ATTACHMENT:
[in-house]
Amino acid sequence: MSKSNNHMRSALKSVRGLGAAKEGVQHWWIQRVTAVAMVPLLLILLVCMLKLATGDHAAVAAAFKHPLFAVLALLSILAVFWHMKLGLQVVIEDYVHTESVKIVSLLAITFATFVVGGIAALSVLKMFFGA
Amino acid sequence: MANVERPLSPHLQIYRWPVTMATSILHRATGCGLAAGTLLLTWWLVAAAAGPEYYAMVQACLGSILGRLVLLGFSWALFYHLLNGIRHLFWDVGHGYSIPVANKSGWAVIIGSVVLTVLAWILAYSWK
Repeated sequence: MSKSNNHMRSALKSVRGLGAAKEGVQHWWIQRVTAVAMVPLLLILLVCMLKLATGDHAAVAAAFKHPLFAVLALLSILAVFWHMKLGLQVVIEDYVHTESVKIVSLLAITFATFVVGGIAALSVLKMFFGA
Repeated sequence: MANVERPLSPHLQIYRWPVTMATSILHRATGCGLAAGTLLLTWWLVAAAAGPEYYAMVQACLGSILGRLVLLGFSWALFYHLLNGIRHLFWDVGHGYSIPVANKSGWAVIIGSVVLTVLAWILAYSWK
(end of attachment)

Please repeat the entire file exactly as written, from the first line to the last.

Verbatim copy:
[in-house]
Amino acid sequence: MSKSNNHMRSALKSVRGLGAAKEGVQHWWIQRVTAVAMVPLLLILLVCMLKLATGDHAAVAAAFKHPLFAVLALLSILAVFWHMKLGLQVVIEDYVHTESVKIVSLLAITFATFVVGGIAALSVLKMFFGA
Amino acid sequence: MANVERPLSPHLQIYRWPVTMATSILHRATGCGLAAGTLLLTWWLVAAAAGPEYYAMVQACLGSILGRLVLLGFSWALFYHLLNGIRHLFWDVGHGYSIPVANKSGWAVIIGSVVLTVLAWILAYSWK
Repeated sequence: MSKSNNHMRSALKSVRGLGAAKEGVQHWWIQRVTAVAMVPLLLILLVCMLKLATGDHAAVAAAFKHPLFAVLALLSILAVFWHMKLGLQVVIEDYVHTESVKIVSLLAITFATFVVGGIAALSVLKMFFGA
Repeated sequence: MANVERPLSPHLQIYRWPVTMATSILHRATGCGLAAGTLLLTWWLVAAAAGPEYYAMVQACLGSILGRLVLLGFSWALFYHLLNGIRHLFWDVGHGYSIPVANKSGWAVIIGSVVLTVLAWILAYSWK